The Daily Caller

The Daily Caller
Employees are pictured beneath clocks displaying some of the world Employees are pictured beneath clocks displaying some of the world's time zones at an outsourcing centre in Bangalore, in this file picture taken February 29, 2012. REUTERS/Vivek Prakash  

New pill could eliminate jet lag for good

Researchers found the key to resolve jet lag — resetting the human body clock. The answer though comes in the form of a pill, and i could be hitting stores in five years, the Daily Mail reports.

Researchers at Manchester University tested this concept on mice and found that by deleting the gene that produces enzymes, the creature’s biological clock could be reset. This pill would effectively block that gene.

Pharmaceutical company Pfizer worked with the researchers to come up with a treatment before clinical development. Drug companies could use the discovery to develop a pill for easing the effects of sleep deprivation, jet lag and significant routine changes.

Dr. David Bechtold led the research and told The Daily Mail that the drugs could be manipulated for development and could “lead to human treatment.”

“Within five to ten years, the availability of drugs which can be used to target the body clock in people will start to become a reality,” Bechtold said to The Mail.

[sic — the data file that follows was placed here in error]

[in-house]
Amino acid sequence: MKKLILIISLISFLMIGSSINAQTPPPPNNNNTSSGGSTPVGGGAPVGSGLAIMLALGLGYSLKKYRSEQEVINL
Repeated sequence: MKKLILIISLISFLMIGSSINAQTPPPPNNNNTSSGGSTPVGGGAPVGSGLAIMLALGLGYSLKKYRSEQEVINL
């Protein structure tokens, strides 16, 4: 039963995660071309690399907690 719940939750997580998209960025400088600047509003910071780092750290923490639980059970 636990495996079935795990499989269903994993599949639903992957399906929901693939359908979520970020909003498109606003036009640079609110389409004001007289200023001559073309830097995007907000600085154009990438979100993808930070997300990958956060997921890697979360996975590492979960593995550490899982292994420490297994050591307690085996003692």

The researchers studied mice by changing light exposure to match that of a New York flight. While humans can’t have the gene deleted, the mice that could adjusted “faster to the new day-night pattern and displayed much smaller metabolic disruption,” according to the Daily Mail.

The body falls out of balance when a person stays up late, travels or changes time zone, changing light and dark perception and the skin’s adaptation to temperature changes. If not dealt with properly, the feeling of jet lag could result in greater susceptibility to depression, cancer, diabetes, and dementia.

“As this work progresses in clinical terms, we may be able to enhance the clock’s ability to deal with shift work, and importantly understand how maladaptation of the clock contributes to diseases such as diabetes and chronic inflammation,” Bechtold explained to the Daily Mail.